A Sobering Look at the Future of Public Transit

Brian Taylor, professor of urban planning and public policy, spoke to KALW’s “Crosscurrents” about the decline of public transportation in metropolitan areas around the country. “What is the future of these central cities that were the economic dynamos of the country?” Taylor asked, noting that planners and policymakers are turning their attention to how public transit can recover in a post-pandemic world. Ridership began dipping well before the arrival of COVID-19, he said, despite increased investment, service improvements and policies designed to discourage solo driving. Research by the Institute of Transportation Studies at UCLA Luskin determined that one key factor was that more Californians had access to cars. “Increased auto access in two forms was at the root of eroding transit ridership,” Taylor said. The number of cars per household increased at all income levels, and the rise of services such as Uber and Lyft offered people the chance to buy car trips one at a time.


Taylor on State’s Efforts to Boost Transit Ridership

A StreetsBlog article on transportation issues in California cited urban planning and public policy professor Brian Taylor, who testified at a joint hearing of the state Legislature. The hearing focused on how to build transit ridership after declines due to pandemic travel patterns, service cuts, safety concerns and rising rates of car ownership. Taylor spoke about systems for measuring how well a transit system is doing its job, including the amount of fares collected. “Farebox recovery requirements were set up as a performance measure in the 1980s to encourage agencies to build ridership” but have caused unintended problems in the years since, he said. ”If the goal is to increase transit ridership overall, it might make sense to change this threshold requirement. The government could reformulate funding and performance measures away from farebox recovery and towards the number of people being moved.”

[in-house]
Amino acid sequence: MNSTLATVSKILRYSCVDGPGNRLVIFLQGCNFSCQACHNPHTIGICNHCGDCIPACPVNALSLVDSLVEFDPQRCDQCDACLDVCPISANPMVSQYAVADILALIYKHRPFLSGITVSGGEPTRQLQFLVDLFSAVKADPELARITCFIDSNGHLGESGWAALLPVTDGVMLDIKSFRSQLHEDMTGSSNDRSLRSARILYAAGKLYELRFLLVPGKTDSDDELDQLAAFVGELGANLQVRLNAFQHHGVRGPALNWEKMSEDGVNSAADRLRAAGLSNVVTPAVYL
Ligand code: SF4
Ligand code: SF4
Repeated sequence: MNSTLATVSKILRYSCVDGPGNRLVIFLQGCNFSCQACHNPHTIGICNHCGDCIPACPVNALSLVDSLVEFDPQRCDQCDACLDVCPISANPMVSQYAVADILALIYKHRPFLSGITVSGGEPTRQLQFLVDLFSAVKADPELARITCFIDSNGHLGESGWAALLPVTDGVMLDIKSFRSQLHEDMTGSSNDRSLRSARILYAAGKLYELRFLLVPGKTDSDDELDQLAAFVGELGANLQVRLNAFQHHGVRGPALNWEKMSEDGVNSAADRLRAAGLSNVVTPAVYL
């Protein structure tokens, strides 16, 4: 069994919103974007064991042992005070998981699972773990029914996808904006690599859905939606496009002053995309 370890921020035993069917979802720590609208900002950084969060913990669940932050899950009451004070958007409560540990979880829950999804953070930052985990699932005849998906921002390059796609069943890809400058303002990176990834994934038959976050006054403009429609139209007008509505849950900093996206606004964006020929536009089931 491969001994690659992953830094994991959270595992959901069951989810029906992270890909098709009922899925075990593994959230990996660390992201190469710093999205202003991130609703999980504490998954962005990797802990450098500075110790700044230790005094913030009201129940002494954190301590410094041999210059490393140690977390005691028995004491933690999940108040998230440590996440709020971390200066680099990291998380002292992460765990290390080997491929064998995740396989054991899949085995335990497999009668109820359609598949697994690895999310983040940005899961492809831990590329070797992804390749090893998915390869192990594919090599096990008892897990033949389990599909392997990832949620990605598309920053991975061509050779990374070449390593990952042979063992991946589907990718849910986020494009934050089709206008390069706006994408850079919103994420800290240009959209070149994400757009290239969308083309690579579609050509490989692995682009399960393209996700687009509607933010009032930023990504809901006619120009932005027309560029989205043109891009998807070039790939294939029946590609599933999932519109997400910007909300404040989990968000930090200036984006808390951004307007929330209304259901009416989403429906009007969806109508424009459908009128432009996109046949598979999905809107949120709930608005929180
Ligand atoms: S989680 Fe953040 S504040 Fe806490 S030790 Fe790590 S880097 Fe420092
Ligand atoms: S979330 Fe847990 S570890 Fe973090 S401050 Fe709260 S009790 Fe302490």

Taylor on Newsom’s Proposed Transit Funding Cuts

Brian Taylor, professor of urban planning and public policy, was cited in a Sacramento Bee article about how the state’s funding cuts on transportation will negatively impact Californians. As ridership has decreased on public transit, Gov. Gavin Newsom is looking to make cuts to the current budget, but transit advocates argue that these cuts will only push more residents to become reliant on cars. With a large population of Californians commuting to work alone in their vehicles daily, the state’s plan to reduce car dependence may falter if transit budgets are cut. Taylor said that the state has a responsibility to continue providing funding for public transportation and suggested that a resolution to the funding issue could be to reform the current law that determines how much and where state funding is allocated, which is “structured in a way that limits the flexibility and the movement.”


Doctoral Student Honored for Transportation Research

Julene Paul, a Ph.D. student in urban planning, was named the 2021 student of the year by the Pacific Southwest Region University Transportation Center, a federally funded network of eight partner campuses in Arizona, California and Hawaii. Paul works closely with the Institute of Transportation Studies and the Lewis Center for Regional Policy Studies at UCLA Luskin. Her research includes a study of the effects of COVID-19 on transportation behavior, an investigation into trends in automobile ownership, and a deep dive into BlueLA, an electric-car-sharing program that provides services to low-income areas of Los Angeles. She has presented some of her work at national conferences and has been published along with her co-authors, including her advisors, Evelyn Blumenberg and Brian Taylor. Paul’s interest in transportation was stoked while studying urban policy and working as a research assistant for the Education Innovation Laboratory as an undergraduate at Harvard University. Later, while pursuing her master’s degree in city and regional planning at Rutgers University, Paul worked for the Port Authority of New York and New Jersey. After graduating from Rutgers, she went on to work as a program manager at the Federal Transit Administration. When asked for advice for the current generation of urban planning students, Paul recommended taking advantage of internship opportunities and seeking out mentors from these experiences. She also encouraged students to venture out beyond their required classes when possible. Paul said a UCLA Law course in employment law challenged her to think critically about transportation policies and their effects on workers.